UNITED NATIONS ISSUES STUDY ON CHILD SURVIVAL, HEALTH AND FAMILY PLANNING PROGRAMMES AND FERTILITY
UNITED NATIONS ISSUES STUDY ON CHILD SURVIVAL, HEALTH AND FAMILY PLANNING PROGRAMMES AND FERTILITY19960930 Case-Studies Conducted in Ecuador, Indonesia and Zimbabwe Provide Information on Integrating Family Planning Programmes and Development
NEW YORK, 26 September (DESIPA) -- As part of the ongoing debate about whether mortality decline is a necessary precondition for fertility decline, the Population Division of the Department for Economic and Social Information and Policy Analysis (DESIPA) has issued a compendium of case-studies entitled Child Survival, Health and Family Planning Programmes and Fertility.
Issued at a critical time of planning the future reproductive health programmes in the light of the recommendations of the International Conference on Population and Development (Cairo, 1994), the study, which is based on the three case-studies done in Ecuador, Indonesia and Zimbabwe, provides information which is helpful for integrating and expanding the health and family planning programmes within the overall context of development at the local and national level. Improving the access to health and family planning services at the grass-root level is an important strategy of the Cairo Programme of Action.
On the basis of the analysis of data from Ecuador it is concluded that integrated interventions such as health centres, which provide family planning services in addition to health services, can be more beneficial in achieving the goals of lower fertility and child mortality. Thus, a better coverage of the population by institutions that provide basic medical and family planning services would lead to significant reductions in both fertility and child mortality.
The Indonesian case-study found a strong association between the use of contraception and the use of child survival interventions, an observation consistent with the hypothesis that, at a certain stage of demographic transition, couples demand fewer and healthier children and make joint decisions about adopting modern practices to achieve their goals. Also significant is the finding that, independent of the relationships between the use of child survival intervention and the use of contraceptives, the level of coverage of communities with child survival interventions and the mothers' health awareness are strong determinants of contraceptive use. The Indonesian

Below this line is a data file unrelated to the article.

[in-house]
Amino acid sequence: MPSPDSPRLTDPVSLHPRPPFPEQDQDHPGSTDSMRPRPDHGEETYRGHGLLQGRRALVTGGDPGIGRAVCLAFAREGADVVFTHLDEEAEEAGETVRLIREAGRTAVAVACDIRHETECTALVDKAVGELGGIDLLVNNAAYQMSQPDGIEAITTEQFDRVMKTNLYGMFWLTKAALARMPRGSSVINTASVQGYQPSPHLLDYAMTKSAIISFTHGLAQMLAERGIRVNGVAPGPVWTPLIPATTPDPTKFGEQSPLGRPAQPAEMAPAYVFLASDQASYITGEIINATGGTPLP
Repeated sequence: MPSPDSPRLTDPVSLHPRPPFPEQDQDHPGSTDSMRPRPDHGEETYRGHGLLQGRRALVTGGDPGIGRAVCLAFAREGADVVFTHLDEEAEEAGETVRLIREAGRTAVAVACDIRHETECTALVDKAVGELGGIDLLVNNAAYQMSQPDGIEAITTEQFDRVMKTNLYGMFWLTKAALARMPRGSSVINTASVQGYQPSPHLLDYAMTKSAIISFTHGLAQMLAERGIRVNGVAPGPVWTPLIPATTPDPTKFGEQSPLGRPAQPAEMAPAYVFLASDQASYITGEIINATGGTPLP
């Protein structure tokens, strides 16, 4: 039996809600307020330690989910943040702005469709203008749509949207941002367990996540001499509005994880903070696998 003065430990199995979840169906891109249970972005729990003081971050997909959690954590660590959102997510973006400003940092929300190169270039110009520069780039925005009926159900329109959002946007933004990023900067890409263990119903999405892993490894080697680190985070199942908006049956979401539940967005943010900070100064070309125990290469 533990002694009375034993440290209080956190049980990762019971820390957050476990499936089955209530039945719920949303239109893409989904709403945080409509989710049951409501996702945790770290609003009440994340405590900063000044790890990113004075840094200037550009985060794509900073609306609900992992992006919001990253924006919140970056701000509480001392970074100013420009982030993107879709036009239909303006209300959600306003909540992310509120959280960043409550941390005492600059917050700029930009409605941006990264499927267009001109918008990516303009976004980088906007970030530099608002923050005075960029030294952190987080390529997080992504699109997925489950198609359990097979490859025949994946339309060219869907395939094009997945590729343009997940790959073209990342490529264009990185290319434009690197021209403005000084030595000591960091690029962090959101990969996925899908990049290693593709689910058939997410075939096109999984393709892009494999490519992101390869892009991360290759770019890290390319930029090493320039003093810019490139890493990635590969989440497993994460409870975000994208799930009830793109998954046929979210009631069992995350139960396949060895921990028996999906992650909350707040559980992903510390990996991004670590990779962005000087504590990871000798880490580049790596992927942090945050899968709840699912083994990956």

case-study shows the potential synergistic relation between those intervention programmes in promoting both child survival and fertility decline.
The case-study in an African setting, conducted in Zimbabwe, shows clearly that the survival of a child has a significant impact on fertility by demonstrating, after taking all other relevant factors into consideration, that, if a child dies, the interval until the next birth is shorter than if the child survives, indicating, besides the termination of the ovulation- inhibiting effect of breast-feeding, the non-use of family planning in order to replace the child that died. The study supports the hypothesis that there is a replacement effect in the relationship between child survival and fertility, in other words, the death of a child shortens the next birth interval.
The analysis of Zimbabwe data also indicates that coverage and visits by mobile family planning clinics has a significant impact on fertility in rural areas, even after controlling the mother's characteristics and the survival status of the previous-to-the last birth. The results of the study highlight the need for bringing health services closer to the rural population. Again, greater access to integrated health and family planning services is emphasized for improvement of mortality levels and lowering of fertility levels.
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